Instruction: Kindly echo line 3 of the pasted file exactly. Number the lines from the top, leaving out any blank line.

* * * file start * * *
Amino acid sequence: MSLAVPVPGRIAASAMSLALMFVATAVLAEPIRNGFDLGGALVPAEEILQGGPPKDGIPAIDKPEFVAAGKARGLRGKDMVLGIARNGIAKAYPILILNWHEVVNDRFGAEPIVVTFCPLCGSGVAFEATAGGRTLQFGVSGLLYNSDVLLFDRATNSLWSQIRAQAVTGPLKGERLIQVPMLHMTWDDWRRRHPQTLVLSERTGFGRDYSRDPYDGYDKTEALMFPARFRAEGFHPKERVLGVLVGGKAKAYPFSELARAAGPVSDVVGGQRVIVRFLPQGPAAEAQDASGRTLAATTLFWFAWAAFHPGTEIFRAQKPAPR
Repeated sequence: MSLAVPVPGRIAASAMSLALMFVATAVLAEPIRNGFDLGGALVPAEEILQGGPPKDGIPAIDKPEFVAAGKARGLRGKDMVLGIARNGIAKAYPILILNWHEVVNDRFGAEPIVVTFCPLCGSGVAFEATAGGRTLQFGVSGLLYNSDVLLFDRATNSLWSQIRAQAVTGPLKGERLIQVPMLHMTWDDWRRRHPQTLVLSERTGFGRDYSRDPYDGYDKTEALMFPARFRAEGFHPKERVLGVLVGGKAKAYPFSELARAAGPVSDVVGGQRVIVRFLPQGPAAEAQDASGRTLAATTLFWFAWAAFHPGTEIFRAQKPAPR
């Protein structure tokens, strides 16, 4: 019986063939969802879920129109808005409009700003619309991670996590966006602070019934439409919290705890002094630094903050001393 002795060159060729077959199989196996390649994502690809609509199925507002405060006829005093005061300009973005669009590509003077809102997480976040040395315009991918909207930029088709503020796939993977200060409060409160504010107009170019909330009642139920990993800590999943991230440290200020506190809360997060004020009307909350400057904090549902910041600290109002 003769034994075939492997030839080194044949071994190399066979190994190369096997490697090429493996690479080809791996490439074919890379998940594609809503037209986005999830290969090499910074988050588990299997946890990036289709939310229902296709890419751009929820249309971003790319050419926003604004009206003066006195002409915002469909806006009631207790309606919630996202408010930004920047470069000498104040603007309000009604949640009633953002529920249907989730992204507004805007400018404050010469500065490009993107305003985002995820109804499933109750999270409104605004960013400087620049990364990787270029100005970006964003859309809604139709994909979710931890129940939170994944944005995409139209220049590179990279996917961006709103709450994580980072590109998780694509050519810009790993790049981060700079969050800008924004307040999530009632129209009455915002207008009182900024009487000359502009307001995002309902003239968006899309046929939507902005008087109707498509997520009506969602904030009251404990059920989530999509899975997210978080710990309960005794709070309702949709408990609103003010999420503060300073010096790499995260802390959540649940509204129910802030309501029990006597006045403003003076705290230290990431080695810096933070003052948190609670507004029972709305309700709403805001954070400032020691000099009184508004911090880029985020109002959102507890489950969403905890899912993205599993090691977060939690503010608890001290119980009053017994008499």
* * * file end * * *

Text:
């Protein structure tokens, strides 16, 4: 019986063939969802879920129109808005409009700003619309991670996590966006602070019934439409919290705890002094630094903050001393 002795060159060729077959199989196996390649994502690809609509199925507002405060006829005093005061300009973005669009590509003077809102997480976040040395315009991918909207930029088709503020796939993977200060409060409160504010107009170019909330009642139920990993800590999943991230440290200020506190809360997060004020009307909350400057904090549902910041600290109002 003769034994075939492997030839080194044949071994190399066979190994190369096997490697090429493996690479080809791996490439074919890379998940594609809503037209986005999830290969090499910074988050588990299997946890990036289709939310229902296709890419751009929820249309971003790319050419926003604004009206003066006195002409915002469909806006009631207790309606919630996202408010930004920047470069000498104040603007309000009604949640009633953002529920249907989730992204507004805007400018404050010469500065490009993107305003985002995820109804499933109750999270409104605004960013400087620049990364990787270029100005970006964003859309809604139709994909979710931890129940939170994944944005995409139209220049590179990279996917961006709103709450994580980072590109998780694509050519810009790993790049981060700079969050800008924004307040999530009632129209009455915002207008009182900024009487000359502009307001995002309902003239968006899309046929939507902005008087109707498509997520009506969602904030009251404990059920989530999509899975997210978080710990309960005794709070309702949709408990609103003010999420503060300073010096790499995260802390959540649940509204129910802030309501029990006597006045403003003076705290230290990431080695810096933070003052948190609670507004029972709305309700709403805001954070400032020691000099009184508004911090880029985020109002959102507890489950969403905890899912993205599993090691977060939690503010608890001290119980009053017994008499």